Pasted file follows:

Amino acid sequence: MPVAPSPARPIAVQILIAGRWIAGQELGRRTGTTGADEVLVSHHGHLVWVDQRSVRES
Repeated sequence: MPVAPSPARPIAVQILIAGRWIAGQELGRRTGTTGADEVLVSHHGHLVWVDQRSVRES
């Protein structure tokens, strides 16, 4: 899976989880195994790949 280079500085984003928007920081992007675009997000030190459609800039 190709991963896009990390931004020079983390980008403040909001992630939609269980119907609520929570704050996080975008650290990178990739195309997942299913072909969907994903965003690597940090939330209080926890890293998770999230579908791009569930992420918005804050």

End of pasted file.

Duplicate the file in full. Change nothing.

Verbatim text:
Amino acid sequence: MPVAPSPARPIAVQILIAGRWIAGQELGRRTGTTGADEVLVSHHGHLVWVDQRSVRES
Repeated sequence: MPVAPSPARPIAVQILIAGRWIAGQELGRRTGTTGADEVLVSHHGHLVWVDQRSVRES
């Protein structure tokens, strides 16, 4: 899976989880195994790949 280079500085984003928007920081992007675009997000030190459609800039 190709991963896009990390931004020079983390980008403040909001992630939609269980119907609520929570704050996080975008650290990178990739195309997942299913072909969907994903965003690597940090939330209080926890890293998770999230579908791009569930992420918005804050």